Choice and Flexibility Help Digital Entertainment Merchants Catch Their Customers
Gaming and Digital Entertainment is one of the fastest growing verticals within the broader merchant sector, as boundaries continue to blur. Many forms of entertainment that once only took place in the physical world, or through the purchase of physical goods, have gone fully digital – with significant ramifications for businesses that provide payments services to suit a wide range of merchant needs. I spoke with Andy McDonald, ACI’s vice president of merchant payments, to find out more.
The Telco Transformation Tight Rope: Balancing Risk and Reward
In a previous blog post, we looked at the towering mobile payments opportunity for those MNOs and MVNOs that can build customer trust and convenience through innovation to become a digital marketplace.
But, it is safe to say that while the digital marketplace model could be a real opportunity for telcos, taking this route is not without some risk.
Telcos Must Walk Before They Run When It Comes to Mobile Payments Innovation
The mobile payments market is growing fast, fueled by technological innovation and consumer demand. With each consumer predicted to own, on average, nine connected devices by 2021, there is no doubt that we can expect to see an exponential rise in the number of devices and applications used to make mobile payments over the coming years.
The Merchant Balancing: Act Operational Costs vs Customer Experience
There is no excuse any more for a poor payments experience, but retailers are tasked with a delicate balancing act – not only balancing payments fraud and friction, as we explored in a recent blog post – but also cost and customer experience. With many areas of the business competing for resources, should retailers be cutting costs when it comes to payment acceptance, or focusing on delighting the customer through innovative payment experiences?
Setting the Table for Success in the New World of Merchant Payments
Once upon a time, not so very long ago, creating a payments journey for your customers was as simple as calling your bank, choosing from one of two (maybe three) terminal types that would enable your business to accept mag stripe cards. And then perhaps deciding whether to offer your customers American Express acceptance.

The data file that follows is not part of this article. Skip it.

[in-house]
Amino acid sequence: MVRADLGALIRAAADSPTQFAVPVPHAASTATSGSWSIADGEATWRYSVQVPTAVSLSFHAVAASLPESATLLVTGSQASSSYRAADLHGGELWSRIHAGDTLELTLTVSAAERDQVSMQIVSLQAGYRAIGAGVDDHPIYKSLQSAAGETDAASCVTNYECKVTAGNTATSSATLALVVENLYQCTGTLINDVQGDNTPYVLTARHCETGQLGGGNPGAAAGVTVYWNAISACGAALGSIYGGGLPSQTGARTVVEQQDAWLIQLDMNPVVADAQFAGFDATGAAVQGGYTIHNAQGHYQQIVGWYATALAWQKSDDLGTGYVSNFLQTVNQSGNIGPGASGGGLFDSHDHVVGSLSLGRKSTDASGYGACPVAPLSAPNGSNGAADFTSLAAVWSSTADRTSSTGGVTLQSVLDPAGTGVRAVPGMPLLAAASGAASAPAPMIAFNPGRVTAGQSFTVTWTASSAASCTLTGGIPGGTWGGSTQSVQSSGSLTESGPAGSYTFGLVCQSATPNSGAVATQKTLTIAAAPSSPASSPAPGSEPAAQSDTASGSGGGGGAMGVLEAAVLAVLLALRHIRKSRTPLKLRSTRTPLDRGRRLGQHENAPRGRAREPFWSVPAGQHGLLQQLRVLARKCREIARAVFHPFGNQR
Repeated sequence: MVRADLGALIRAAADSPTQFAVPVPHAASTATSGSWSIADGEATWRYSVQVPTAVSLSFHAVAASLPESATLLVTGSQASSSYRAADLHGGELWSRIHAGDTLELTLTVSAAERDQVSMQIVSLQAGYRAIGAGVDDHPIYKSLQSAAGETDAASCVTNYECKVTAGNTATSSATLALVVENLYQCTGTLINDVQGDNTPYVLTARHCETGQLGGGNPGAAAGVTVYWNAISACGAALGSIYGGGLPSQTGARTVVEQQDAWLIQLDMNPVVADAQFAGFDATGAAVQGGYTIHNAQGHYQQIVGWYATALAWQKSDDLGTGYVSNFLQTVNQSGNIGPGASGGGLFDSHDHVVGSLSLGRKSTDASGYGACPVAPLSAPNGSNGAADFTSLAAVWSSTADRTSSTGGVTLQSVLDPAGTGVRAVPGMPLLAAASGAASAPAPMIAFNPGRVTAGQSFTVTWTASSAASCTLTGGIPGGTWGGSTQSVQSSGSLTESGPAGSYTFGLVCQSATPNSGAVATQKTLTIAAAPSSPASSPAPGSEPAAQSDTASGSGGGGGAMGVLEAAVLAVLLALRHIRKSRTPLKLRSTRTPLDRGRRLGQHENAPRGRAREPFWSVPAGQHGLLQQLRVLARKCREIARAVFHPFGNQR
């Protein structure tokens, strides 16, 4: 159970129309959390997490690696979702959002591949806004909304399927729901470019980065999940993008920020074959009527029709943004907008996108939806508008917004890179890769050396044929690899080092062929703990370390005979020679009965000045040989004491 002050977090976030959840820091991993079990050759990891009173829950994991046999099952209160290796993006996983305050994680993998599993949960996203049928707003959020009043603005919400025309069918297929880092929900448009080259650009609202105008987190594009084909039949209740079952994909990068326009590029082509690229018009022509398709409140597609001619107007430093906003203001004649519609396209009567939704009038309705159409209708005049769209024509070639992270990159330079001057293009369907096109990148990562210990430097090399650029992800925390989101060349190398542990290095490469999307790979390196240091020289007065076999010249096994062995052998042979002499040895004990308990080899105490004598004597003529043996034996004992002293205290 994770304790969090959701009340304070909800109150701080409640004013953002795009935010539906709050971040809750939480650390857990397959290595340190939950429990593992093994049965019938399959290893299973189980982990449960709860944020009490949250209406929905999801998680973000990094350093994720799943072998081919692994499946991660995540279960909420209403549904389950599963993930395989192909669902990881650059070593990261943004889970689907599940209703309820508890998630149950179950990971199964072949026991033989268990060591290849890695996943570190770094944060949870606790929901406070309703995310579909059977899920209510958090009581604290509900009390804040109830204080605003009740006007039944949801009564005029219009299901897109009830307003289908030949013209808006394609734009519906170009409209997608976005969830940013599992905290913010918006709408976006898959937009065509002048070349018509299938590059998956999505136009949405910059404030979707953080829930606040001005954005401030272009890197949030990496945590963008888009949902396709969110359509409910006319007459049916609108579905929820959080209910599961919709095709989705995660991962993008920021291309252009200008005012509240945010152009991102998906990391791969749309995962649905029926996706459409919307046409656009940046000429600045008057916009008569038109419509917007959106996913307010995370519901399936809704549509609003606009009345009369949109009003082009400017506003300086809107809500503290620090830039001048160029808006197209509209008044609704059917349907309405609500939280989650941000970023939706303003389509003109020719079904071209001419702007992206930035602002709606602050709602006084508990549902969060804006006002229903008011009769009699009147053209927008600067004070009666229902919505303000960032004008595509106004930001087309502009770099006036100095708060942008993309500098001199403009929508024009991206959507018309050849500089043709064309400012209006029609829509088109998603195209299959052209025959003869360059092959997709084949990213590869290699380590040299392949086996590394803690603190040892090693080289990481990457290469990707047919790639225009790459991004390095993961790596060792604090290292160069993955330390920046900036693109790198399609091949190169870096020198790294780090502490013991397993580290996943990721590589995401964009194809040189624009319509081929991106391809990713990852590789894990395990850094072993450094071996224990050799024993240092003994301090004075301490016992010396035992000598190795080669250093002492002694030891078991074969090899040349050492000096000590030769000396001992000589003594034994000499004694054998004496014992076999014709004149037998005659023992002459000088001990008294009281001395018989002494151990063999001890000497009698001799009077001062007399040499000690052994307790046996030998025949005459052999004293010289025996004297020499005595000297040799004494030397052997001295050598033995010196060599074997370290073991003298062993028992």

How things have changed!
Payments Fraud and Friction: A Delicate Dance
One of the biggest challenges for retailers, at least when it comes to payment acceptance, is the need to provide a frictionless customer experience that does not come at the cost of customer security. Additionally, retaining a competitive and distinctive edge requires flexibility across markets and segments.
Cutting the Cost and Complexity of Merchant Payments – But Not the Customer Experience
New research from ACI and Ovum, released this week, highlights that many merchants in 2018 are investing in creating operational efficiencies in their payments systems. But the question is, as they strive to simplify systems and cut costs, will customer experience suffer?
Cross-Border eCommerce Expansion: A Fraud Perspective
For merchants that are expanding their online presence overseas, enabling the right locally-preferred alternative payment methods and connecting to local acquirers can be a critical determinant of success. But without considering fraud management strategy in tandem with payments strategy, the road to cross-border success could be a bumpy (not to mention costly) one.
Driving IoT Progress at Mobile World Congress
I felt fortunate to be among the 107,000 delegates from 205 countries attending this year’s Mobile World Congress, held earlier this month in surprisingly chilly Barcelona.
Showcasing everything from connected cars, to virtual reality, 3D printing to amazing app ideas—the exhibition and conference content at MWC gave visitors a chance to discuss the future of mobile and explore the world’s most cutting-edge, mobile-enabled products and services.